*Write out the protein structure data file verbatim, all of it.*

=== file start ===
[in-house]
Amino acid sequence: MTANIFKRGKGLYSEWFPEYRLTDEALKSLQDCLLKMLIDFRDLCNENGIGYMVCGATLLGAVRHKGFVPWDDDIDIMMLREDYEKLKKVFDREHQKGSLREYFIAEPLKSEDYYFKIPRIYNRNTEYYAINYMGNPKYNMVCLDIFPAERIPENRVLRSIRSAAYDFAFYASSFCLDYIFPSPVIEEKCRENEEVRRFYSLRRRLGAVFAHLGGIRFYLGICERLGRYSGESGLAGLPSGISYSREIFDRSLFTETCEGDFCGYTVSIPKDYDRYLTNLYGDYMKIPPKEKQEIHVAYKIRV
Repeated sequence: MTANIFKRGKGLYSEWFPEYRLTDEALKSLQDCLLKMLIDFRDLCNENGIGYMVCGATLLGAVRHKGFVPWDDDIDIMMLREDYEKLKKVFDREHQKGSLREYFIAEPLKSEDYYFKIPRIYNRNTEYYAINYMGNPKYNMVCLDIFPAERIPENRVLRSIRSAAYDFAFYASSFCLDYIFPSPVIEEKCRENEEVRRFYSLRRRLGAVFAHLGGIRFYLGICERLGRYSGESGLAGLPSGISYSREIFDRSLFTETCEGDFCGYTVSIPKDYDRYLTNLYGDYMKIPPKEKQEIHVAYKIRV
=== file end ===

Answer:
[in-house]
Amino acid sequence: MTANIFKRGKGLYSEWFPEYRLTDEALKSLQDCLLKMLIDFRDLCNENGIGYMVCGATLLGAVRHKGFVPWDDDIDIMMLREDYEKLKKVFDREHQKGSLREYFIAEPLKSEDYYFKIPRIYNRNTEYYAINYMGNPKYNMVCLDIFPAERIPENRVLRSIRSAAYDFAFYASSFCLDYIFPSPVIEEKCRENEEVRRFYSLRRRLGAVFAHLGGIRFYLGICERLGRYSGESGLAGLPSGISYSREIFDRSLFTETCEGDFCGYTVSIPKDYDRYLTNLYGDYMKIPPKEKQEIHVAYKIRV
Repeated sequence: MTANIFKRGKGLYSEWFPEYRLTDEALKSLQDCLLKMLIDFRDLCNENGIGYMVCGATLLGAVRHKGFVPWDDDIDIMMLREDYEKLKKVFDREHQKGSLREYFIAEPLKSEDYYFKIPRIYNRNTEYYAINYMGNPKYNMVCLDIFPAERIPENRVLRSIRSAAYDFAFYASSFCLDYIFPSPVIEEKCRENEEVRRFYSLRRRLGAVFAHLGGIRFYLGICERLGRYSGESGLAGLPSGISYSREIFDRSLFTETCEGDFCGYTVSIPKDYDRYLTNLYGDYMKIPPKEKQEIHVAYKIRV